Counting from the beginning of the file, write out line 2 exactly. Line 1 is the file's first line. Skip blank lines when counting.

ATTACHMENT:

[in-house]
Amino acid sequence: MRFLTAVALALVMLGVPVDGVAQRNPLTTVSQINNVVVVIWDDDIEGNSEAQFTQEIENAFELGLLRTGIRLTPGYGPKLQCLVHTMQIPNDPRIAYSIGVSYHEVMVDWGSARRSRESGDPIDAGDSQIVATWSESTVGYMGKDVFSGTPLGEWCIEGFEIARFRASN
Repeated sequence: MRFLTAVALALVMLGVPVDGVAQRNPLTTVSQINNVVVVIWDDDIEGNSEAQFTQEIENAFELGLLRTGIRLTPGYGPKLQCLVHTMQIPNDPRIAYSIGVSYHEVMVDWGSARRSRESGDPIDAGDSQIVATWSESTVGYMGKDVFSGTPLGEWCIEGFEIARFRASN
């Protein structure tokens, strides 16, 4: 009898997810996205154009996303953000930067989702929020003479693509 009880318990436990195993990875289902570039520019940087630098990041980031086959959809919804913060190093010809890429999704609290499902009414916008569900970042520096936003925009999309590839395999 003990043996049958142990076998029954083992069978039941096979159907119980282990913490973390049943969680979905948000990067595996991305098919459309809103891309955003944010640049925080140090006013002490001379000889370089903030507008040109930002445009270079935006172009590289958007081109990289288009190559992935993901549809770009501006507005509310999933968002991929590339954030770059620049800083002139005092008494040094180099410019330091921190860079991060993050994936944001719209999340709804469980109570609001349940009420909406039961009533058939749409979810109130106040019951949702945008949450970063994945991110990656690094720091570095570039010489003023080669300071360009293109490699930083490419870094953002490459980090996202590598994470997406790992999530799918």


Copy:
Amino acid sequence: MRFLTAVALALVMLGVPVDGVAQRNPLTTVSQINNVVVVIWDDDIEGNSEAQFTQEIENAFELGLLRTGIRLTPGYGPKLQCLVHTMQIPNDPRIAYSIGVSYHEVMVDWGSARRSRESGDPIDAGDSQIVATWSESTVGYMGKDVFSGTPLGEWCIEGFEIARFRASN